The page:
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Research Christmas 2014: Media Studies

Televised medical talk shows—what they recommend and the evidence to support their recommendations: a prospective observational study

BMJ 2014; 349 doi: https://doi.org/10.1136/bmj.g7346 (Published 17 December 2014) Cite this as: BMJ 2014;349:g7346

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As “alternative medicine” migrated to become “integrative medicine” and integrative medicine grew from a few isolated centers to become a daily feature on the Dr. Oz show, concerns about claims led to a British Medical Journal article published last month. The study is entitled: “Televised medical talk shows—what they recommend and the evidence to support their recommendations: a prospective observational study.”

Not a bad subject to research, given the influence of Dr. Oz and that of a second show examined, The Doctors. According to the analysis, Dr. Oz offers an average of 12 recommendations per show. The authors' findings, and to the BMJ’s credit, the ensuing BMJ discussion, point out what glass houses we all live in. This is especially so as we shift focus from disease suppression to health creation.

The University of Alberta research team concluded: “Recommendations made on medical talk shows often lack adequate information on specific benefits or the magnitude of the effects of these benefits. Approximately half of the recommendations have either no evidence or are contradicted by the best available evidence. Potential conflicts of interest are rarely addressed. The public should be skeptical about recommendations made on medical talk shows.”

In fact, the researchers found that for 46% of the roughly 50-60 recommendations a week, there was some kind of evidence from case reports on up. They then applied a higher but still what they characterized as a "liberal” standard toward evidence and concluded that 33% made the grade.

In a BMJ forum, a reader quickly responded: “One reaction that one could have to this article is just how evidence-based the medical talk shows are compared to standard physician clinical practice.”
The authors responded: “As we note in the paper, in reviews of practicing doctors, only about three quarters of what is recommended is supported by evidence. In fact some research suggests that even for guidelines, moderate or good evidence is present for only about 50% of their recommendations. The highest level of evidence, randomised controlled trials, is present for only 10-15% of the recommendations.”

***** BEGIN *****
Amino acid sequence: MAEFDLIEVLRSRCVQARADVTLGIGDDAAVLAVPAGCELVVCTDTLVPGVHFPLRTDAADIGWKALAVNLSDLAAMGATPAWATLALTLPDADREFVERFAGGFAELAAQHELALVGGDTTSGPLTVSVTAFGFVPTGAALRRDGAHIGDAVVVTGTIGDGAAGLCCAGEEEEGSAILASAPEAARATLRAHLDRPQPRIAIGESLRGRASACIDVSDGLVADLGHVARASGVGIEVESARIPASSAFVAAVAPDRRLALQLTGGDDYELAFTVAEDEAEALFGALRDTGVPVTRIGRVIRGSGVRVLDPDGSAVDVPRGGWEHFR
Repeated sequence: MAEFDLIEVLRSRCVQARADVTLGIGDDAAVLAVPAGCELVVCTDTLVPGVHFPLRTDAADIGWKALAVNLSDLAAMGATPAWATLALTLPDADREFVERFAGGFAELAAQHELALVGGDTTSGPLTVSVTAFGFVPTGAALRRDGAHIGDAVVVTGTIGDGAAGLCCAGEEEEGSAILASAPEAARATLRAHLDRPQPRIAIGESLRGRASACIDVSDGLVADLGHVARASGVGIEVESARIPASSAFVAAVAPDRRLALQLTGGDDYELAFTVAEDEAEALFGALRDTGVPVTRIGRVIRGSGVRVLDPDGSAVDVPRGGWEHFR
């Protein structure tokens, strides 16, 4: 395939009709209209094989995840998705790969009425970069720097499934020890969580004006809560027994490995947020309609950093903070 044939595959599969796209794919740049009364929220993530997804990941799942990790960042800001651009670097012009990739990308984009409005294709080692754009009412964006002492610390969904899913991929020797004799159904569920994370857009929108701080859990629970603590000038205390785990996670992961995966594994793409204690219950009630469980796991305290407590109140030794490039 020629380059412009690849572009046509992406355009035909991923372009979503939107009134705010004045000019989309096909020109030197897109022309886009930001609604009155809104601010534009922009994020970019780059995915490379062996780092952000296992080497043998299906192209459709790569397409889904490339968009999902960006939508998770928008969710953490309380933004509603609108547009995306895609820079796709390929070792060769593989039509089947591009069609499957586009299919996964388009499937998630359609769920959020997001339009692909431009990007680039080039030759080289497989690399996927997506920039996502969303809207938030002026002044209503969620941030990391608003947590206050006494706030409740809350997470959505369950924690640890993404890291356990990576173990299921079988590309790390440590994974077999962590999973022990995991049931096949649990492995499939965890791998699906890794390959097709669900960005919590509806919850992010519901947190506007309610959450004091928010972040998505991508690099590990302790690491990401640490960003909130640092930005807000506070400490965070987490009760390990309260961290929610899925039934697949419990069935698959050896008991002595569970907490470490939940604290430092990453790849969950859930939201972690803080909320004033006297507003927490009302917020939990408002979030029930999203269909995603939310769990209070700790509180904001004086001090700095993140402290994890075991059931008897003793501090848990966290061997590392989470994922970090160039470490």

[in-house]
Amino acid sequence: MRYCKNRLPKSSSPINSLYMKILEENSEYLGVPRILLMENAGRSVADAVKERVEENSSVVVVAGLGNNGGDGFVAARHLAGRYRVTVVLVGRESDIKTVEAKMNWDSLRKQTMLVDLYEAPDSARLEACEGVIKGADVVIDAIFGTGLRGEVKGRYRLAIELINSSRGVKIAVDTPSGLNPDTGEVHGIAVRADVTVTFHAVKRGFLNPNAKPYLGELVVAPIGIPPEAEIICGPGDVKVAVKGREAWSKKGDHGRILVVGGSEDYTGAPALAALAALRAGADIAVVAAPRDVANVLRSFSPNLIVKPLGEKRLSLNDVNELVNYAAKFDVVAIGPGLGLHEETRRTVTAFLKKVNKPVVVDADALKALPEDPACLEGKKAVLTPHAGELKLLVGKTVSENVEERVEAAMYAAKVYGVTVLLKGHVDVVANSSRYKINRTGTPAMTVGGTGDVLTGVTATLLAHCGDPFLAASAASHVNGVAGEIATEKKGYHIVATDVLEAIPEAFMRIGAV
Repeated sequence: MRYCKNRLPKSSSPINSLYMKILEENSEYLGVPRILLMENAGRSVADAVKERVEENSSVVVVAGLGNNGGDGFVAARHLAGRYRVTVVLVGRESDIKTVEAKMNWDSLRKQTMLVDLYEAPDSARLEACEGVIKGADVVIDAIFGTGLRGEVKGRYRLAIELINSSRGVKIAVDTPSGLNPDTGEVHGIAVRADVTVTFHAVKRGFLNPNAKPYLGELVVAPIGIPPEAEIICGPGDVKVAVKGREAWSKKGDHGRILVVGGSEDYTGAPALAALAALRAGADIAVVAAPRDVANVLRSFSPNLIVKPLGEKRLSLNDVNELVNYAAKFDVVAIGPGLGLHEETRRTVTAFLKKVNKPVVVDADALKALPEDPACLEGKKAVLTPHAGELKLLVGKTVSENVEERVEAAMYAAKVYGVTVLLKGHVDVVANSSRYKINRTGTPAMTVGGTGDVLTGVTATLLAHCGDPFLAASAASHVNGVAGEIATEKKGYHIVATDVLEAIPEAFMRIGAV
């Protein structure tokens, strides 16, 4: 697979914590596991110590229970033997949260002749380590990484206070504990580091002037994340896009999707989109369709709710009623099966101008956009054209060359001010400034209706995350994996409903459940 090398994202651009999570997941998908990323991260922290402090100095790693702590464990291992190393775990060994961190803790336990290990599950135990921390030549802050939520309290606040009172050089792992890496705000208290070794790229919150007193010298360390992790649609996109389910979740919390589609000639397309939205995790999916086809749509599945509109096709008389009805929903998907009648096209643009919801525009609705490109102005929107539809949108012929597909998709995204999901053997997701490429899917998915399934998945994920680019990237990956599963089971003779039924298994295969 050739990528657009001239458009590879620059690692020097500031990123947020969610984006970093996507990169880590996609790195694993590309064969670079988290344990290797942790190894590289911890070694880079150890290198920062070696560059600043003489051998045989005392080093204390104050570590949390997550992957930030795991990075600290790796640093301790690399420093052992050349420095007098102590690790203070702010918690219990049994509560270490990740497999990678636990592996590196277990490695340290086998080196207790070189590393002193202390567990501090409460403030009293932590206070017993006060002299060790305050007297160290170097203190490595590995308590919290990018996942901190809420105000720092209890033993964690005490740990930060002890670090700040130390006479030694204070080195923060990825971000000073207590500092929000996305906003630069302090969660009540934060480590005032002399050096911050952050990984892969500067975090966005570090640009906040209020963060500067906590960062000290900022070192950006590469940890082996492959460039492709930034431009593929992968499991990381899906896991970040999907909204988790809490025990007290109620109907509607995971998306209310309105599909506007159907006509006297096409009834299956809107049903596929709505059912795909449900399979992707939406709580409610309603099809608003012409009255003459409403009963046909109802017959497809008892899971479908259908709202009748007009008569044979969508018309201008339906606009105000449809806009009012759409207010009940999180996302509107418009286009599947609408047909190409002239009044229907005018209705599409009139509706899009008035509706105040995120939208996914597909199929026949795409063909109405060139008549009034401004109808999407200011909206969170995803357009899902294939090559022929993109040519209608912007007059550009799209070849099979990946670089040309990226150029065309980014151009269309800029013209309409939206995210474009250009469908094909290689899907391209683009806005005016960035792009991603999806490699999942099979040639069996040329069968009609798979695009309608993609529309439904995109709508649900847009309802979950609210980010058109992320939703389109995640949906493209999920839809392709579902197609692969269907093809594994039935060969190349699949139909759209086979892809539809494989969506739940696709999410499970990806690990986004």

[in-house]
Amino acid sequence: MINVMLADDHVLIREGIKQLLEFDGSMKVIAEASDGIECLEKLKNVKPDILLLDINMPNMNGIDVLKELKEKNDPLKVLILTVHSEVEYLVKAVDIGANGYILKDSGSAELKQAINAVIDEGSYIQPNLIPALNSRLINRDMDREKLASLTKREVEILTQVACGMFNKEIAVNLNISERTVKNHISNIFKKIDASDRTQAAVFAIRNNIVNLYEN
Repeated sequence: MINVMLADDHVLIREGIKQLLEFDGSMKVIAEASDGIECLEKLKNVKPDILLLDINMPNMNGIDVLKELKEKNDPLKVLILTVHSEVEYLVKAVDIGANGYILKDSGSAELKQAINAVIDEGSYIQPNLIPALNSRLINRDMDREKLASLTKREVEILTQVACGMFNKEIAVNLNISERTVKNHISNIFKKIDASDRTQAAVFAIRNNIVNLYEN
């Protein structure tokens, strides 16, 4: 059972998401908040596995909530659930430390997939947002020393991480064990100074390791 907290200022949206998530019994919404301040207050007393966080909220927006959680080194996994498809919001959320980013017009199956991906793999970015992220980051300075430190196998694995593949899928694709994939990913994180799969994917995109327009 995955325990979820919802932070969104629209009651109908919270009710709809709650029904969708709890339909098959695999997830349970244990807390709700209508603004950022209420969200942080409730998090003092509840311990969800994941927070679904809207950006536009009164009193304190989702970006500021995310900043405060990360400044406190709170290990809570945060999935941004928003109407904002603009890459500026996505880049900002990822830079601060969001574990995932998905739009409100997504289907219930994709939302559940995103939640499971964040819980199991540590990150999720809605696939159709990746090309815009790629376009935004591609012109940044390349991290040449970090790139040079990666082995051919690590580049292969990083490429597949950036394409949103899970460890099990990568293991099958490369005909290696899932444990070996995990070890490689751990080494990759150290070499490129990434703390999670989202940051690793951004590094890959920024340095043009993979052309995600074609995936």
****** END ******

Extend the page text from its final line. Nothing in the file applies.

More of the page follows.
In short, the authors might have concluded that like the rest of medicine, approximately half of the recommendations have either no evidence or are contradicted by the best available evidence. The public should be skeptical about recommendations made by any healthcare professional in any circumstance.

So where does this leave us? Clearly, humility on evidentiary claims is a must for all of us. When it comes to high level evidence, we all are finding our way amidst levels of ambiguity. A recorded discussion on the BMJ site of the paper by the authors notes that they would expect significant evidentiary problems “if we record what is said in medical offices and pharmacies.”

Dr. Oz typically makes recommendations that would be expected to have a lower level of evidence than, for instance, the use of pharmaceuticals. His role is in opening listeners to options that are typically newer choices. Not only are they new. They typically have lower financial backing than conventional drugs.

Perhaps even more important is that Dr. Oz, like most of us in integrative medicine, comes from a philosophical approach that seeks to create health. What is a clinician to do in working with a patient if he or she has high level evidence for how to suppress symptoms of disease yet only an impressionistic or montage of evidence on the steps toward health creation?

As the authors state in the podcast discussion, Dr. Oz “haters” can find plenty to support their perspectives. Those for whom Dr. Oz is a champion can marshal evidence that makes the evidence-base for his claims look decent, relatively. Notably, the authors state that they are "disappointed that the overwhelming commentary seems to be that our study somehow proves that Dr. Oz or the Doctors are quacks or charlatans or worse. Our data in no way supports these conclusions.”

In all cases, we must consider the color of tinting any discussant has chosen for the evidentiary walls of his or her fragile dwelling.

Competing interests: No competing interests

31 January 2015
Mimi Guarneri
Cardiologist
John Weeks
Academy of Integrative Health & Medicine
PO Box 1272